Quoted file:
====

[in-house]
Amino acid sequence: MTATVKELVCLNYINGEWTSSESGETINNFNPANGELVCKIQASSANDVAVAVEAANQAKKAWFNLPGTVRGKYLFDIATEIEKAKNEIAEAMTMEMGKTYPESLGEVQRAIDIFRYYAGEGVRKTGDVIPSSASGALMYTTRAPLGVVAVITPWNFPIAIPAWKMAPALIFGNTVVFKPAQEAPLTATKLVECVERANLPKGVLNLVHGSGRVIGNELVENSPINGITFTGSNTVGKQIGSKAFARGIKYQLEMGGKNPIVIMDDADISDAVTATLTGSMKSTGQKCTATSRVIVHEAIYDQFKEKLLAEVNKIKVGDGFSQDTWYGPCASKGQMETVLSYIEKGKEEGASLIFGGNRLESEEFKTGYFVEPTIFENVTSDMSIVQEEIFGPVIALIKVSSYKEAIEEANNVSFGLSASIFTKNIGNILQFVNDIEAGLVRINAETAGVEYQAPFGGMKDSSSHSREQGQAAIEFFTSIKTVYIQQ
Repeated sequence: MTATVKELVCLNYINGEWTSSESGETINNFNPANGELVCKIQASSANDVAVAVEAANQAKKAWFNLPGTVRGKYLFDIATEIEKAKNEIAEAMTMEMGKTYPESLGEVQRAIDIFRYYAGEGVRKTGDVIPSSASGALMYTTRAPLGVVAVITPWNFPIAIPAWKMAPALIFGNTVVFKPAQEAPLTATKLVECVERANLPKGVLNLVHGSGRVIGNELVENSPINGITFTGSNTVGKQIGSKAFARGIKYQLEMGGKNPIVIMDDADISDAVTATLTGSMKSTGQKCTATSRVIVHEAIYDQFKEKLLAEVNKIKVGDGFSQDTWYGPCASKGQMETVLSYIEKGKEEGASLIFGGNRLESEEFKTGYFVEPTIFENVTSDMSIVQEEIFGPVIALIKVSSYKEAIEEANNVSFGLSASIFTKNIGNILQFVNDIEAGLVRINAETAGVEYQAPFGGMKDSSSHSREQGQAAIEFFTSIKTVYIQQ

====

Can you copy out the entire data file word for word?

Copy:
[in-house]
Amino acid sequence: MTATVKELVCLNYINGEWTSSESGETINNFNPANGELVCKIQASSANDVAVAVEAANQAKKAWFNLPGTVRGKYLFDIATEIEKAKNEIAEAMTMEMGKTYPESLGEVQRAIDIFRYYAGEGVRKTGDVIPSSASGALMYTTRAPLGVVAVITPWNFPIAIPAWKMAPALIFGNTVVFKPAQEAPLTATKLVECVERANLPKGVLNLVHGSGRVIGNELVENSPINGITFTGSNTVGKQIGSKAFARGIKYQLEMGGKNPIVIMDDADISDAVTATLTGSMKSTGQKCTATSRVIVHEAIYDQFKEKLLAEVNKIKVGDGFSQDTWYGPCASKGQMETVLSYIEKGKEEGASLIFGGNRLESEEFKTGYFVEPTIFENVTSDMSIVQEEIFGPVIALIKVSSYKEAIEEANNVSFGLSASIFTKNIGNILQFVNDIEAGLVRINAETAGVEYQAPFGGMKDSSSHSREQGQAAIEFFTSIKTVYIQQ
Repeated sequence: MTATVKELVCLNYINGEWTSSESGETINNFNPANGELVCKIQASSANDVAVAVEAANQAKKAWFNLPGTVRGKYLFDIATEIEKAKNEIAEAMTMEMGKTYPESLGEVQRAIDIFRYYAGEGVRKTGDVIPSSASGALMYTTRAPLGVVAVITPWNFPIAIPAWKMAPALIFGNTVVFKPAQEAPLTATKLVECVERANLPKGVLNLVHGSGRVIGNELVENSPINGITFTGSNTVGKQIGSKAFARGIKYQLEMGGKNPIVIMDDADISDAVTATLTGSMKSTGQKCTATSRVIVHEAIYDQFKEKLLAEVNKIKVGDGFSQDTWYGPCASKGQMETVLSYIEKGKEEGASLIFGGNRLESEEFKTGYFVEPTIFENVTSDMSIVQEEIFGPVIALIKVSSYKEAIEEANNVSFGLSASIFTKNIGNILQFVNDIEAGLVRINAETAGVEYQAPFGGMKDSSSHSREQGQAAIEFFTSIKTVYIQQ